As you can see these are examples that are well defined with algorithms you can identify. Now, what probably disturbs you is the fundamental difference with the other types of science. In physics, you make the hypothesis of a model, which gives you a bunch of equations, and you use these equations to predict the future. In ML, you fit the model on past observations so as to minimize the errors it will produce on future observation. There are no hypotheses, and ML isn't an explanatory science (well, they can be hypotheses and results can explain things, but that's secondary). The whole point is just to build algorithms that produce sufficiently good inferences given a fair amount of observations. That's why we are talking of "data science", because the core of the thing is fitted on available data. Sometimes the output model is impossible to interpret (kernel SVM for example), it only has a useful prediction value.

Comment Re:Lessons (Score 1) 497

Nice ones.

There's also a Goldilocks size for functions: functions too long are a pain to decipher, and it's easy to get lost between calls when all functions are too short. The same applies for OOP with the trade off between one Godzilla class and the Lasagna of too many classes.

Comment back to the 2000's (Score 1) 106

Maybe I'm getting old, but all these stories about uber remind me a lot of the fuss about napster back in the 2000's. And these where probably the same as everytime a new disruptive technology appears.

Now, get over it. With the ability to instantaneously have a decentralized communication between someone needing a service and someone providing a service, all hopes of regulation are dead. Labor laws are dead, they've been rendered obsolete by the massively connected world. Uber is centralized, so you can punch the company. What will you do when a decentralized equivalent service comes up?

Comment Occam's razor (Score 3, Insightful) 622

Well, in absence of scientific evidence, if you just read the thing and have to decide between:
- The guy made it up to fit his political agenda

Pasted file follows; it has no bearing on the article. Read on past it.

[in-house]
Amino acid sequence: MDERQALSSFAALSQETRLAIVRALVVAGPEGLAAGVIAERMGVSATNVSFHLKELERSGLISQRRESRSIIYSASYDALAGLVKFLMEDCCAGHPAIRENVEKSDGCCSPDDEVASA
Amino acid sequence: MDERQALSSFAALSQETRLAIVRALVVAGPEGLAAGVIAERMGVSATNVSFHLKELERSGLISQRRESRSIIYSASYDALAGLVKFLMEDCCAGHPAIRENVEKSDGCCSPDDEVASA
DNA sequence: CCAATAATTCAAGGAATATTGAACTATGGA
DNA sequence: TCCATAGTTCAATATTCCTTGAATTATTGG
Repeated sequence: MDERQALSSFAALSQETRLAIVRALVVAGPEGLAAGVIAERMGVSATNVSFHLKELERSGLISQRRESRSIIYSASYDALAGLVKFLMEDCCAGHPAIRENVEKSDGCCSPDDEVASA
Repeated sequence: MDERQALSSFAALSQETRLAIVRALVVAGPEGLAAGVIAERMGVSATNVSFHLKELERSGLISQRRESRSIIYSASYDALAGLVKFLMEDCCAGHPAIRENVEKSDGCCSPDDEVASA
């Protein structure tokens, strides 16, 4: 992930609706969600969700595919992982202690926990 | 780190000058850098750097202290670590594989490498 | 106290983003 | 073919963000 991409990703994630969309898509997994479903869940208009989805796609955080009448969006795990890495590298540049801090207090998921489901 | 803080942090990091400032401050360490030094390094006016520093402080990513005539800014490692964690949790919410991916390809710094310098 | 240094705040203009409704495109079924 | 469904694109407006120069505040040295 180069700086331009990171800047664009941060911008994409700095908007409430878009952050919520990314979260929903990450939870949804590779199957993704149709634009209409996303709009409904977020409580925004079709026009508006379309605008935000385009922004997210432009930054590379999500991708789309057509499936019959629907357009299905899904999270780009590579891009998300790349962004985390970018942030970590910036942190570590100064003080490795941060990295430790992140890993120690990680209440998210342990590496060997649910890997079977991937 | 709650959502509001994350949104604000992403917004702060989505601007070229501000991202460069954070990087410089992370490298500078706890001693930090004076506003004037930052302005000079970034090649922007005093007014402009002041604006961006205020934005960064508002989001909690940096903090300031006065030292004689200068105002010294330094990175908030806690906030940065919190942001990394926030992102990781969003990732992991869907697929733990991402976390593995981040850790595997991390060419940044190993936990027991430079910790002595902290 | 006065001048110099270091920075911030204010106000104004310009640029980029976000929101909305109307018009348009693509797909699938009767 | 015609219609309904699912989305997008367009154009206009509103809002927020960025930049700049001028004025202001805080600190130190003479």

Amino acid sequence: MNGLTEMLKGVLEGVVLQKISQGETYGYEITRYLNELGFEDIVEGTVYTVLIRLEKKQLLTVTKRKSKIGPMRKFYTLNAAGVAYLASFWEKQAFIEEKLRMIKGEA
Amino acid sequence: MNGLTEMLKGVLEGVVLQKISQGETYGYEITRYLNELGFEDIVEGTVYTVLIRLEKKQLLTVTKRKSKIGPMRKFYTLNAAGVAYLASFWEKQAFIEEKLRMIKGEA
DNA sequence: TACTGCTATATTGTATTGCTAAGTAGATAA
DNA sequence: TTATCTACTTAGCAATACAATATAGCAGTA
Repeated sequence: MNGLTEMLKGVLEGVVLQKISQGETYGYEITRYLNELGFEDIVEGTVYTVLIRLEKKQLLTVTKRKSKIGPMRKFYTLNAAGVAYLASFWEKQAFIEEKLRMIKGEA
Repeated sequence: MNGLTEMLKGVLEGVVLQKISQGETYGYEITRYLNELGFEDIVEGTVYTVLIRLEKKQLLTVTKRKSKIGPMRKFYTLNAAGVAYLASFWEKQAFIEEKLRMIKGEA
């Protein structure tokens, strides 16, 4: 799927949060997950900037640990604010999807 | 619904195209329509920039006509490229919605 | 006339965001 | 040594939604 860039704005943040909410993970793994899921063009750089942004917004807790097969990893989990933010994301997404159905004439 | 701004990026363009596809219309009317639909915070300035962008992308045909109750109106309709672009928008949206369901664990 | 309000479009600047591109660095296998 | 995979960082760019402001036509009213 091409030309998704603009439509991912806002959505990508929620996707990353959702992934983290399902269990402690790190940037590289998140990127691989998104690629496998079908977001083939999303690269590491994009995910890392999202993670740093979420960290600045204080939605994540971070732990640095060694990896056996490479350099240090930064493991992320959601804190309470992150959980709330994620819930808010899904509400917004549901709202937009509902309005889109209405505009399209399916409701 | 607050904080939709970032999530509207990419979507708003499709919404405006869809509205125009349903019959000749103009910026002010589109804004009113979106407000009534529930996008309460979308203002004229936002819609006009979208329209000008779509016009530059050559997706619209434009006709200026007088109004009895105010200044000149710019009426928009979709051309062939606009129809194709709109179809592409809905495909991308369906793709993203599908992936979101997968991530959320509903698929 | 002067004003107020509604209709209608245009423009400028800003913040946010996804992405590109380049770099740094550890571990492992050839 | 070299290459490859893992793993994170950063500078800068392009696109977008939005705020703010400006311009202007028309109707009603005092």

- The guy got it from a superpowered entity

Honestly, there's no way you can find the later simpler and more plausible. Especially after reading that part where men are allowed to marry up to four wives except the prophet who could marry as many as he wanted...

But it is always cool to have scientific evidence when you can get ones.

Comment Re:Important Takeaway (Score 3, Interesting) 167

At the lab, we replaced centos on our cluster with ubuntu, and almost none of my colleagues are running ubuntu on their laptop (I'm running debian - if that counts). The motivation was that gcc was so fucking old it didn't had half the C++11 functionalities we're using. We could have gone for debian testing or sid, but it's not something you want to do on a cluster that's going to run month long simulations...

Frankly, I think ubuntu server is the best choice today if you need a compromise between stability and bleeding edge. That probably more why it has all the market.

Comment Re:Can this bubble burst already? (Score 2) 45

I don't know. There is a part of me that says "yeah this is a bubble that's going to burst soon", and another part that says "wait, you've never seen that much improvement on such complex tasks before". Probably the future is in between, and parts of the deep conv nets are here to stay, while some others parts will rapidly be forgotten. But frankly, I don't know, which is a bit scary.

To do two things at once is to do neither. -- Publilius Syrus